Quid sum miser tunc dicturus,

quem patronum rogaturus,

cum vix justus sit securus?

(What am I , wretched man, to say,

whom ask to intercede,

when the just man is barely safe?)

 

[6] Rex tremendae

Rex tremendae majestatis,

qui salvandos salvas gratis,

salva me, fons pietatis.

(King of fearful majesty,

who grants salvation to those to be saved,

save me, fount of mercy.)

 

[7] Recordare

Recordare Jesu pie,

quod sum causa tuae viae;

ne me perdas illa die.

(Remember, merciful Jesus,

that I am the reason for your life;

do not destroy me on that day.)

Quaerens me sedisti lassus,

redemisti crucem passus;

tantus labor non sit cassus.

(Seeking me, you lived in weariness,

suffered the cross and redeemed me;

let such labour not be in vain.)

Juste judex ultionis,

donum fac remissionis,

ante diem rationis.

(Just judge of vengeance,

grant me remission,

before the day of reckoning.)

 

[8] Ingemisco

Ingemisco tanquam reus,

culpa rubet vultus meus;

supplicanti parce, Deus.

(I groan as a sinner,

my face blushes with guilt;

spare the suppliant, O God.)

Qui Mariam absolvisti,

et latronem exaudisti;

mihi quoque spem dedisti.

(You who absolved Mary

and heard the thief;

you gave hope too to me.)

Preces meae non sunt dignae,

sed tu, bonus, fac benigne,

ne perenni cremer igne.

(My prayers are unworthy,

but you, I goodness, act kindly,

so that I do not burn in eternal fire.)

Inter oves locum praesta,

et ab hoedis me sequestra,

statuens in parte dextra.

(Grant me a place among the sheep,

and separate me from the goats,

putting me at your right hand.)

 

[9] Confutatis

Confutatis maledictis,

flammis acribus addictis,

voca me cum benedictis.

(Let the cursed ones be confounded,

committed to harsh flames,

call me among the blessed.)

Oro supplex et acclinis,

cor contritum quasi cinis

gere curam mei finis.

(I beg you, suppliant, bowing down,

my contrite heart like ashes,

care for me at my ending.)

Dies irae, etc.

(Day of wrath, etc.)

 

[10] Lacrymosa

Lacrymosa dies illa,

qua resurget ex favilla

judicandus homo reus.

(Tearful, that day

on which shall rise from the ash

guilty man, to be judged.)

Huic ergo parce Deus, ,

pie Jesu Domine,

dona eis requiem.

Amen.

(Therefore, O God, spare this man

O merciful Lord Jesus,

grant them rest,

Amen.)

Offertory

 

[11] Domine Jesu Christe

Domine Jesu Christe, rex gloriae

libera animas omnium fidelium defunctorum

de poenis inferni et de profundo lacu.

(Lord Jesus Christ, king of glory,

deliver the souls of all the faithful departed

from the punishments of Hell and from the deep pit.)

Libera eas de ore leonis,

ne absorbeat eas tartarus,

ne cadant in obscurum:

sed signifer sanctus Michael

repraesentet eas in lucem sanctam,

quam olim Abrahae promisisti

et semini ejus.

(Deliver them from the lion’s mouth,

lest Hell engulf them,

lest they fall into the darkness:

but may holy Michael, the standard-bearer,

bring them into the holy light

that you once promised to Abraham

and to his descendants.)

 

[12] Hostias

Hostias et preces tibi, Domine,

laudis offerimus.

Tu suscipe pro animabus illis,

quarum hodie memoriam facimus

fac eas, Domine,

de morte transire ad vitam,

quam olim Abrahae promisisti

et semini ejus.

(Sacrifices and prayers of praise, O Lord,

we offer you.

Accept them for those souls

that we remember today;

see to it, O Lord,

that they cross from death to the life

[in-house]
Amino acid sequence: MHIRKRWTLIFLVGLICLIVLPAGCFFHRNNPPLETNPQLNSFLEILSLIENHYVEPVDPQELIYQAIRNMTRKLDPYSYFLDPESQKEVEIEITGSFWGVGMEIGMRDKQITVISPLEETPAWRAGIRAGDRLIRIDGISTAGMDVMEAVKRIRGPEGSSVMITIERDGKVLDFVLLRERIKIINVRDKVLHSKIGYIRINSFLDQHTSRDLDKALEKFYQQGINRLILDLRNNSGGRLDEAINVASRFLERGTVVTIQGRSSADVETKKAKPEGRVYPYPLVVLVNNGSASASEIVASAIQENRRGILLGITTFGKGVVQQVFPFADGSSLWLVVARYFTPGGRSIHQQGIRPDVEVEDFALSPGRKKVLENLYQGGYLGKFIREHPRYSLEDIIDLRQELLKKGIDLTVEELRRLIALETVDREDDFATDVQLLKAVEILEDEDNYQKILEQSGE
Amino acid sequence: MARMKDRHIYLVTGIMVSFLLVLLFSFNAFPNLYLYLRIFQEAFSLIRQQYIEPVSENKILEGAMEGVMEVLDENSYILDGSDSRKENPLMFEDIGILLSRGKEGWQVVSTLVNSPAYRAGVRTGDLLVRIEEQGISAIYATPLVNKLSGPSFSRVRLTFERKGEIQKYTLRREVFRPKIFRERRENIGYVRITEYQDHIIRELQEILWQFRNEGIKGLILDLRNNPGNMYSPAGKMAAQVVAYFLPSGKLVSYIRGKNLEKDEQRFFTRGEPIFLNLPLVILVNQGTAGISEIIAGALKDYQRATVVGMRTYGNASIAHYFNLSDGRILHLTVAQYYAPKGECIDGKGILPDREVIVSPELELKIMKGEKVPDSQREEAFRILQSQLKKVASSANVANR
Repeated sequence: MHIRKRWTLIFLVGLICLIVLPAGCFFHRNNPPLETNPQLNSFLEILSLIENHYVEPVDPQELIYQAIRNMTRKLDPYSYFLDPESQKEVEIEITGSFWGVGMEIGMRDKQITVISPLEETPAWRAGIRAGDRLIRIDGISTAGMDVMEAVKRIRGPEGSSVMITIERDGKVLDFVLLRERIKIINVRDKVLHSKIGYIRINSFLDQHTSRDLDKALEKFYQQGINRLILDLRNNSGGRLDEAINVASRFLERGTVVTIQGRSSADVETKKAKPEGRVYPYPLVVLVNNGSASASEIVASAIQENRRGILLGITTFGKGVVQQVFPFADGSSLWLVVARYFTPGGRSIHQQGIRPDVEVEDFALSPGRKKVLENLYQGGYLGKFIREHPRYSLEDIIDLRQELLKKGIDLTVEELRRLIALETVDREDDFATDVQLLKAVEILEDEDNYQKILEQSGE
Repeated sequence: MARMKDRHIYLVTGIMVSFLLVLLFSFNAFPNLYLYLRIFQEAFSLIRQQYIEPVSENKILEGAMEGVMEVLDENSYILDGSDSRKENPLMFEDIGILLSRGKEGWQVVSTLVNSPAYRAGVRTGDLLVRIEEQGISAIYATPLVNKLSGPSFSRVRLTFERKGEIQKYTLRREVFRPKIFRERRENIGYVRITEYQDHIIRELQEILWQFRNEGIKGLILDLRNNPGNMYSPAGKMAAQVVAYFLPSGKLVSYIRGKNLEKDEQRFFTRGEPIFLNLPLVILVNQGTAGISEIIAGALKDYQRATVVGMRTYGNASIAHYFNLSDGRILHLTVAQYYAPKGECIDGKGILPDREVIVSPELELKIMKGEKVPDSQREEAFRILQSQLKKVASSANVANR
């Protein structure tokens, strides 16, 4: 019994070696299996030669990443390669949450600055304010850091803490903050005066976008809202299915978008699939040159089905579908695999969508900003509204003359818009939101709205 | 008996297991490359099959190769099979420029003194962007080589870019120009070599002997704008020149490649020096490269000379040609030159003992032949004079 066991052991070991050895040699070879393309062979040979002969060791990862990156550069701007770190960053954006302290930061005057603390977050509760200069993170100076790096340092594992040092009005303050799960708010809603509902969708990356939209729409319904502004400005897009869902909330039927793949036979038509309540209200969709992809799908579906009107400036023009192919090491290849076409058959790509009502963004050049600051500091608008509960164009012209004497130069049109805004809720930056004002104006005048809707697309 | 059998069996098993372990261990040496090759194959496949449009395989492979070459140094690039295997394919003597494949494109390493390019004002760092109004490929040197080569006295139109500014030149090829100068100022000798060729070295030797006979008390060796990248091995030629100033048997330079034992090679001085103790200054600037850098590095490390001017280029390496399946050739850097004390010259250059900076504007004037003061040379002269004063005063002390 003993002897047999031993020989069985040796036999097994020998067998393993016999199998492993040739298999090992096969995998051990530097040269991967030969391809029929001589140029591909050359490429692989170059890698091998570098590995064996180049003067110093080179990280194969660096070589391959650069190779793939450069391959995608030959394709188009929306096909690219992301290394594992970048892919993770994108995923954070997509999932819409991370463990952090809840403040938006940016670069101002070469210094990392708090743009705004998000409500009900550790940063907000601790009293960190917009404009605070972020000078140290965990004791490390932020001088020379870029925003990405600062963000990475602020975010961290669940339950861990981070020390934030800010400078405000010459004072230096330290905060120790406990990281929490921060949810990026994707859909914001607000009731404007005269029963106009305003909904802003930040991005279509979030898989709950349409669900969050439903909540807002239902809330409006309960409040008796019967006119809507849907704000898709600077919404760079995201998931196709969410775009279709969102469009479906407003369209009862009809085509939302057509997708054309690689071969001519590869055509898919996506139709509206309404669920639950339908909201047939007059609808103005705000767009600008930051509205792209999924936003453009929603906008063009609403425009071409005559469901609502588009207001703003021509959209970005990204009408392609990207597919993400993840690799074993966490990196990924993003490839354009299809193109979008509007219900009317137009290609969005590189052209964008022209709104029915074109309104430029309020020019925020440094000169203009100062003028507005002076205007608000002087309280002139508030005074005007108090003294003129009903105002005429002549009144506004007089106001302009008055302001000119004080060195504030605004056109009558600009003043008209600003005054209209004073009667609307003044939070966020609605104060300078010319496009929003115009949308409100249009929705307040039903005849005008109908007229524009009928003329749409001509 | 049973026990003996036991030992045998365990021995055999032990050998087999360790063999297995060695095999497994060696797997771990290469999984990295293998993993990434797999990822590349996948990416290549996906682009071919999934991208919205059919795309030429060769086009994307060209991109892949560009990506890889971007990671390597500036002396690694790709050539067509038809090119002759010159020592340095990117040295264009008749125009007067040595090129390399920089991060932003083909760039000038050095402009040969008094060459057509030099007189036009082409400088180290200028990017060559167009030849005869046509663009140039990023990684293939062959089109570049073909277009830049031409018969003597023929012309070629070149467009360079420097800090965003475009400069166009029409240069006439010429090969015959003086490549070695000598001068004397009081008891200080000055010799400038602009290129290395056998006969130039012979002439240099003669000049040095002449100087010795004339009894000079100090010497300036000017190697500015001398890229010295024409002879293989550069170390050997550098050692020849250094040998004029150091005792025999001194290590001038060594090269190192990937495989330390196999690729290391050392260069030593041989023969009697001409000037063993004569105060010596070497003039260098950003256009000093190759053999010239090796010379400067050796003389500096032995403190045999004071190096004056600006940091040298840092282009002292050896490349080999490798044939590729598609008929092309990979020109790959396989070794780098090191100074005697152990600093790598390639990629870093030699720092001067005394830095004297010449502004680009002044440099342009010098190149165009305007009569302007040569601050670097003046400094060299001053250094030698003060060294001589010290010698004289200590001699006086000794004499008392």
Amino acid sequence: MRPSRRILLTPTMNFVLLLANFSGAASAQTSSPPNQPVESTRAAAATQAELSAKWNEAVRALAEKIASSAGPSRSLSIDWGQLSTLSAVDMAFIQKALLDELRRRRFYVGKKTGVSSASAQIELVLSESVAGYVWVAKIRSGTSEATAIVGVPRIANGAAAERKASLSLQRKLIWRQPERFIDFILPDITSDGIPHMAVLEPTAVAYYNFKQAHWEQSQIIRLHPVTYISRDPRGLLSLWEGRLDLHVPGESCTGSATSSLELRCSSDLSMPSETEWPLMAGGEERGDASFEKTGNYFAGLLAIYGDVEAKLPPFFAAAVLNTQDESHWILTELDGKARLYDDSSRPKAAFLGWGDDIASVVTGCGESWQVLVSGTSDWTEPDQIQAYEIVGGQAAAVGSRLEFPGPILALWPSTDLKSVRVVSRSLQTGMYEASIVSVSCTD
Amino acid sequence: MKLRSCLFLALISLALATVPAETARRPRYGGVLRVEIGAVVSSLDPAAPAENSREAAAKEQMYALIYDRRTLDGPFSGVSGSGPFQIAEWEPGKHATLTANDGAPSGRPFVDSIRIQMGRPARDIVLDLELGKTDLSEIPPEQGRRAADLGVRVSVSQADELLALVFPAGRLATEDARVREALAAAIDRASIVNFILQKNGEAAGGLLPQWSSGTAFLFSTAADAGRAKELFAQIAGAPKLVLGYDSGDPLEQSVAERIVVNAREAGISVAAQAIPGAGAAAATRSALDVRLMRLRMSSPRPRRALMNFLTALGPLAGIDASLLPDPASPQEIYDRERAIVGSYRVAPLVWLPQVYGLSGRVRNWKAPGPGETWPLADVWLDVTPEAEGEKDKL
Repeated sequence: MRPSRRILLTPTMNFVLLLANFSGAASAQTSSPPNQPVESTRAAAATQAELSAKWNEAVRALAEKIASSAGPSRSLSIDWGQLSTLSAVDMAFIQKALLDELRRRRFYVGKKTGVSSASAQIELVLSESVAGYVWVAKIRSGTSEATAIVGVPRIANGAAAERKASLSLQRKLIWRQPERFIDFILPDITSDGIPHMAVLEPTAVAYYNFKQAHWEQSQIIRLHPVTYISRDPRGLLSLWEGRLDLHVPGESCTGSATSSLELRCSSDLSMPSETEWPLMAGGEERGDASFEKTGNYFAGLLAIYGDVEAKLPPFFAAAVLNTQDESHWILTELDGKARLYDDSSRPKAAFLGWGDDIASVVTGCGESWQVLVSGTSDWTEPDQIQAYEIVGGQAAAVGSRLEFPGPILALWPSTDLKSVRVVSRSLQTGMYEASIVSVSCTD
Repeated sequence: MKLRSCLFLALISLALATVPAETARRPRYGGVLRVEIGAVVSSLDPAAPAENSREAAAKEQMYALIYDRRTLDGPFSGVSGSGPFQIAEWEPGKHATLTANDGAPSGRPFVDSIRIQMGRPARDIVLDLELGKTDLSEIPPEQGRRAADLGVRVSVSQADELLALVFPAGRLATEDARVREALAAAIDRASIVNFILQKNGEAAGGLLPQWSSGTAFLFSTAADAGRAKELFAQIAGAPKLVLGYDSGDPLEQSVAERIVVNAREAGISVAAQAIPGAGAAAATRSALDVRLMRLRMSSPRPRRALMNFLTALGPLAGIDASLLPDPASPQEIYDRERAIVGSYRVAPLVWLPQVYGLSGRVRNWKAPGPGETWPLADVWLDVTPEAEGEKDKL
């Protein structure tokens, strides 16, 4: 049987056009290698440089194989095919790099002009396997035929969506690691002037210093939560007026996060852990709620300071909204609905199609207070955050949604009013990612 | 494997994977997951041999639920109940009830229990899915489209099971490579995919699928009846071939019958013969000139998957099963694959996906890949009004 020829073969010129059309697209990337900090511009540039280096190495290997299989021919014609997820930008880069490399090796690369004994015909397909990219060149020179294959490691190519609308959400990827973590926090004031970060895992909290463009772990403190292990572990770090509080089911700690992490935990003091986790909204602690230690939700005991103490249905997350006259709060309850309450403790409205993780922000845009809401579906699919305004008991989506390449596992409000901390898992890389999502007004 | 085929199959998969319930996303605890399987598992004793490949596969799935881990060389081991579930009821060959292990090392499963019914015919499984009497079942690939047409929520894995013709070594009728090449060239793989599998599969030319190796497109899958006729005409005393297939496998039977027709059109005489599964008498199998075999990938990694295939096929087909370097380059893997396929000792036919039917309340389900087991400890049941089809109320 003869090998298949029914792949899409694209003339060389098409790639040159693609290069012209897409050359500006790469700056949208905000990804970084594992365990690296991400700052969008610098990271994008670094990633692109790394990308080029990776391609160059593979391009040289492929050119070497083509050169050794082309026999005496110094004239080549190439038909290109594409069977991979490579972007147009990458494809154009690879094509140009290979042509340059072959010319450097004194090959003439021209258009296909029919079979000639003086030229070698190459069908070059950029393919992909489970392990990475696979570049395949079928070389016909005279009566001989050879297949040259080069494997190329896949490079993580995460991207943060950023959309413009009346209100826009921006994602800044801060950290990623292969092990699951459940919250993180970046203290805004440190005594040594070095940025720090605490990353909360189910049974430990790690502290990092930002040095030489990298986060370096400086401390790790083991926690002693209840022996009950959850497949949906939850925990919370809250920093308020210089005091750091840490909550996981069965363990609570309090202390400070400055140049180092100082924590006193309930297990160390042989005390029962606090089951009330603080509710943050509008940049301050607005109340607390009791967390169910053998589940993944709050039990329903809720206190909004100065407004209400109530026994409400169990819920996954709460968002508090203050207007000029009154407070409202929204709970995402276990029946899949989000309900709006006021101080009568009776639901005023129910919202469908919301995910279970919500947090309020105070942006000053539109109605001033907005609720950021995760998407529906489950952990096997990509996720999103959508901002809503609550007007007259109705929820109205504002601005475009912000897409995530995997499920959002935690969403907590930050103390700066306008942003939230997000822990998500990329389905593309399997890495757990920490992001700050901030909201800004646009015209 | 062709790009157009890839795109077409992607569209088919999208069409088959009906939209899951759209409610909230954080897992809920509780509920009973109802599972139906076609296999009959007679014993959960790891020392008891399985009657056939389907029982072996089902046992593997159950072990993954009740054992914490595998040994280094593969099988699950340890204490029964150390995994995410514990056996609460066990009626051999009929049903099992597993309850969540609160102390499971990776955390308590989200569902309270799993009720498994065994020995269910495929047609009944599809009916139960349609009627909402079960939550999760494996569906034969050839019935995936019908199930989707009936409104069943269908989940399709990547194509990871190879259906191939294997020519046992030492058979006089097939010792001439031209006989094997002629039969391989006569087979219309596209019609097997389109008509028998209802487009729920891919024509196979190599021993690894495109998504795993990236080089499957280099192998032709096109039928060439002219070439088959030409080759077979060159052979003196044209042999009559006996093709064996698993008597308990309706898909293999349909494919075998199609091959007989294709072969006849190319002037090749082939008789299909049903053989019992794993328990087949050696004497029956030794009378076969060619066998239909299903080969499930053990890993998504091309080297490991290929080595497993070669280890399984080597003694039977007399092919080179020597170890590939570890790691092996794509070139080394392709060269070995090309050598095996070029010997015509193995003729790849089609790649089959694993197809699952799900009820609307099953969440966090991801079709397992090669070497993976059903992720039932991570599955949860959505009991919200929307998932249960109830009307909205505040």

that you once promised to Abraham

and to his descendants.)

 

[13] Sanctus

Sanctus Dominus Deus Sabaoth,

pleni sunt coeli et terra gloria tua.

(Holy Lord God of Sabaoth,

heaven and earth are full of your glory.)

Hosanna in excelsis!

Benedictus, qui venit in nomine Domini.

(Hosanna in the highest!

Blessed is he who comes in the name of the Lord.)

Hosanna in excelsis!

(Hosanna in the highest!)

 

[14] Agnus Dei

Agnus Dei,

qui tollis peccata mundi,

dona eis requiem.

Agnus Dei,

qui tollis peccata mundi,

dona eis requiem sempiternam.

(Lamb of God,

who takes away the sins of the world,

grant them rest.

Lamb of God,

who takes away the sins of the world,

grant them eternal rest.)

 

[15] Lux aeterna

Lux aeterna luceat eis, Domine,

cum sanctis tuis in aeternum,

quia pius es.

Requiem aeternam dona eis, Domine,

et lux perpetua luceat eis

cum sanctis tuis in aeternum:

quia pius es.

(May eternal light shine on them, O Lord,

with your saints to eternity,

for you are merciful.

Eternal rest grant them, O Lord,

and let perpetual light shine on them

with your saints to eternity,

for you are merciful.)

Libera me

 

[16] Libera me

Libera me, Domine, de morte aeterna,

in die illa tremenda, quando coeli

movendi sunt et terra.

(Deliver me, O Lord, from eternal death,

on that fearful day, when the heavens

and earth are to be shaken.)

Libera me, etc.

(Deliver me, etc.)

Dum veneris judicare saeculum

per ignem.

(And you will come to judge the world

by fire.)

Tremens factus sum ego et timeo,

dum discussio venerit

atque ventura ira.

(I tremble and am afraid

when the judgement shall come

and that future anger.)

Quando coeli movendi sunt et terra.

(When the heavens and earth are shaken.)

Tremens factus sum ego et timeo.

(I tremble and am afraid.)

 

[17] Dies irae

Dies irae, dies illa

calamitatis et miseriae,

dies magna et amara valde.

Dum veneris judicare saeculum

per ignem.

(Day of anger, that day

of calamity and misery,

an awe-inspiring and very bitter day.

When you will come to judge the world

by fire.)

 

[18] Requiem aeternam

Requiem aeternam dona eis, Domine,

et lux perpetua luceat eis.

(Eternal rest grant them, O Lord,

and let perpetual light shine on them.)

 

[19] Libera me

Libera me, Domine, de morte aeterna,

in die illa tremenda, quando coeli

movendi sunt et terra.

Dum veneris judicare saeculum

per ignem.

(Deliver me, O Lord, from eternal death,

on that fearful day, when the heavens

and earth are to be shaken.

And you will come to judge the world

by fire.)

Libera me, Domine, de morte aeterna,

in die illa tremenda.

(Deliver me, O Lod, from eternal death,

on that fearful day.)

Libera me.

(Deliver me.)


Close the window